The cost of borrowing has also increased over the past two years. Undergraduates have seen interest on subsidized and unsubsidized direct loans soar to 5% this year, the highest rate since 2009, while students seeking graduate and professional degrees are now faced with at an interest rate of 6.6%, according to the US Department of Education. (The federal government reimburses interest on direct subsidized loans as long as a borrower remains a student or defers loans after graduation, but does not cover interest payments on unsubsidized loans).

“If you’re in an interest-based plan you see costs go up, which worries me for students who are in school and have seen their debt increase before they’ve even finished,” Scott said. -Clayton. She said borrowers with lower amounts of debt, those most at risk of default, should take advantage of income-based repayment plans if they can.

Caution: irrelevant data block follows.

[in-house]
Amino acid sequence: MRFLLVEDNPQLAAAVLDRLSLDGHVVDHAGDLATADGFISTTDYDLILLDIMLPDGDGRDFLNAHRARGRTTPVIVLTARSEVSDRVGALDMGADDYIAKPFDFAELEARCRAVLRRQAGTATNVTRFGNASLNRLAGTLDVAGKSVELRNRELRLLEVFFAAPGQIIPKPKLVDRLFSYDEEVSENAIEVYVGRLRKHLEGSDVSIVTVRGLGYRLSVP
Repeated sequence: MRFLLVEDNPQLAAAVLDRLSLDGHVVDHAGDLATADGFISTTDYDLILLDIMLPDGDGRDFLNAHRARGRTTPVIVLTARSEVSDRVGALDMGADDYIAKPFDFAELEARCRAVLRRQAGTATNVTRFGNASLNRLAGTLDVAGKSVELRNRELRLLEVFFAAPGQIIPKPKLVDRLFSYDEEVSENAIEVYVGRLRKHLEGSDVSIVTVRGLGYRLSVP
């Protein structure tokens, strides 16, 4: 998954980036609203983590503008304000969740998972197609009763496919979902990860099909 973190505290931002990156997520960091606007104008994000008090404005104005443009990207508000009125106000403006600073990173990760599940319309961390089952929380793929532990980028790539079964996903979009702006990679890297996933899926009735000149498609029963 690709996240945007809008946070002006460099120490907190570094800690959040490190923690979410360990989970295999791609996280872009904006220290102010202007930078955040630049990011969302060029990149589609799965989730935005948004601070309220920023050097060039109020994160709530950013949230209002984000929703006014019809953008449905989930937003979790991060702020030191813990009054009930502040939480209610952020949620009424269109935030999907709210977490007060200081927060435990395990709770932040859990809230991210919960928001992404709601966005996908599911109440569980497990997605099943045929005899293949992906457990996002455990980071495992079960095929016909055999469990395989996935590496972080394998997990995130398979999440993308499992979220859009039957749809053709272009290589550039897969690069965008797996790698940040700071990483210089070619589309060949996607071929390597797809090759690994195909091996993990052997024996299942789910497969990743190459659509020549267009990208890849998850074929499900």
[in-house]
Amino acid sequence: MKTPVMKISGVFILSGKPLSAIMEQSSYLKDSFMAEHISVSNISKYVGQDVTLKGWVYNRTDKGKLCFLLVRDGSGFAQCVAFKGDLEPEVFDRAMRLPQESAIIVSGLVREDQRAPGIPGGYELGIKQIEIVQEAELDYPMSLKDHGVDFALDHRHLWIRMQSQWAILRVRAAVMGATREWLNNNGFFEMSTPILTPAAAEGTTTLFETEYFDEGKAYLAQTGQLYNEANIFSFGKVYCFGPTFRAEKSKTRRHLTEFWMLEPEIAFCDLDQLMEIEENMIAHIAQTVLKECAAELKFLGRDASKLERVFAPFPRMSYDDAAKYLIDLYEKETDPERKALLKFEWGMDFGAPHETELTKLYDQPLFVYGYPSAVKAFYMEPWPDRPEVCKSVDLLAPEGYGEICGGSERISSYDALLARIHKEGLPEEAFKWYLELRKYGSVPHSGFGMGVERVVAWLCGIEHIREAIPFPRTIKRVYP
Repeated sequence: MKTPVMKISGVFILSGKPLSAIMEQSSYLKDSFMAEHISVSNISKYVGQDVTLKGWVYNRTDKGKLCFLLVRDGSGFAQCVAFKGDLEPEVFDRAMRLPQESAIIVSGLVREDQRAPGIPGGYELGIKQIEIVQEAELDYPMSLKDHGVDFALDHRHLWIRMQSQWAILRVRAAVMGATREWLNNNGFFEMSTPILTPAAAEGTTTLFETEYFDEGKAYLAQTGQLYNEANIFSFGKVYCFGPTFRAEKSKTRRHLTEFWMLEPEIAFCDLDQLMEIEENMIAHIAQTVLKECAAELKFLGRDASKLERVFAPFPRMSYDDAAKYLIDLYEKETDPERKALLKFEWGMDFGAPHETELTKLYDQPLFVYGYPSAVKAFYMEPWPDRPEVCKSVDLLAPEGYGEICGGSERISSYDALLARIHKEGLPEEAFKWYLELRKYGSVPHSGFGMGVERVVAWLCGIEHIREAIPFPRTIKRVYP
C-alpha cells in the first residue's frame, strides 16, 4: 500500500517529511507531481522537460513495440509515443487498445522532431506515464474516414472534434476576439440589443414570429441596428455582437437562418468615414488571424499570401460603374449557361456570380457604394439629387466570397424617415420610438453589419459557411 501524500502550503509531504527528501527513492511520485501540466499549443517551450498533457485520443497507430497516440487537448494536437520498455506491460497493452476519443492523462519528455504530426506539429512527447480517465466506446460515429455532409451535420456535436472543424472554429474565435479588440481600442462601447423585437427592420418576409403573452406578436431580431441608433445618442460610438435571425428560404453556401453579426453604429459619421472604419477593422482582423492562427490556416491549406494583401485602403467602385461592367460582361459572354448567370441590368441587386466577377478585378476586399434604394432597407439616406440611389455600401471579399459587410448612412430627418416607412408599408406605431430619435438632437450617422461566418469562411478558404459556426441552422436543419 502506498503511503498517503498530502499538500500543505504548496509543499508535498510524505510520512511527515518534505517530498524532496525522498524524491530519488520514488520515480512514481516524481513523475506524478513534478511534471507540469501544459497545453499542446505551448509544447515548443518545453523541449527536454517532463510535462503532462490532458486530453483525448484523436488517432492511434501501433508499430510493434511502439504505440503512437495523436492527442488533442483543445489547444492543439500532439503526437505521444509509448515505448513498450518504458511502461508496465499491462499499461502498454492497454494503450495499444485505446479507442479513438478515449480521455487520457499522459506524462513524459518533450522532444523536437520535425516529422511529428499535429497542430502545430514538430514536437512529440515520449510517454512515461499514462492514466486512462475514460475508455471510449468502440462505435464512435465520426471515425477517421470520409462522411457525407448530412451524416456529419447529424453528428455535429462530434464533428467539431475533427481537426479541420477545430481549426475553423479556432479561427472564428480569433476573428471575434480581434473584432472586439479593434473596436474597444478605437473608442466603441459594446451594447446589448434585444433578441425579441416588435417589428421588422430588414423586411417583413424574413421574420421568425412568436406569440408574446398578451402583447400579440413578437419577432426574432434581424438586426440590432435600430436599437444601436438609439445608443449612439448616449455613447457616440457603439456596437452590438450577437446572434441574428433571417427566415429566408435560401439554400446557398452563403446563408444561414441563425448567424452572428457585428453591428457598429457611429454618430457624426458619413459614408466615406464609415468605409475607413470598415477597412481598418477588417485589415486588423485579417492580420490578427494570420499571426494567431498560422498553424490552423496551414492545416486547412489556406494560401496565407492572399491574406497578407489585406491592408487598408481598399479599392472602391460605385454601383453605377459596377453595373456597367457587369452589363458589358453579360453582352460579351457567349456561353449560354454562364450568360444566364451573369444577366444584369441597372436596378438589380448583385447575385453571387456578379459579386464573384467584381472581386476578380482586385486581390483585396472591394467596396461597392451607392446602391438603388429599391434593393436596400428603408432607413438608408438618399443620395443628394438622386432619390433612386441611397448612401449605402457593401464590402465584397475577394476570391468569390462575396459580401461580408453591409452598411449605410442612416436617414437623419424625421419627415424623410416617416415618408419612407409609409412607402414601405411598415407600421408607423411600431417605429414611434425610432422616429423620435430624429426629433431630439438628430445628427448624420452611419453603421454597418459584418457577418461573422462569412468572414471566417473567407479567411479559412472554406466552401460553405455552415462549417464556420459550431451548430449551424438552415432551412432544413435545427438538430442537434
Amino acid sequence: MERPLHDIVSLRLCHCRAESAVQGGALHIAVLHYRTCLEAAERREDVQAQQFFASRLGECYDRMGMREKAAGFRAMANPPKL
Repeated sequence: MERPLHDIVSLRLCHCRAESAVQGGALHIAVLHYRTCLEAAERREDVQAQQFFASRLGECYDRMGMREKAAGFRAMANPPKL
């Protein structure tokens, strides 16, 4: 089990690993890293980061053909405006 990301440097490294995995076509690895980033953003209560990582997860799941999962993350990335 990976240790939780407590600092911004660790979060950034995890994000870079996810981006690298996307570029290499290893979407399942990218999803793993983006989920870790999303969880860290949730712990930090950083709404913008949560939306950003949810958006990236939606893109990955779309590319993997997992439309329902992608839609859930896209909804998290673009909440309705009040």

The worsening student debt crisis is not just bad news for students and recent graduates. The accompanying defaults can have a significant negative impact on the economy as a whole, the Fed chairman told Congress earlier this year.

“You may see long-term negative effects on people who cannot repay their student loans. It hurts their credit rating, it affects half of their economic life, ”Powell told the Senate Banking Committee in March. “As this continues and student loans keep growing and getting bigger and bigger, it could absolutely dampen growth.”

“Students shouldn’t assume that their loan manager has their best interests in mind. “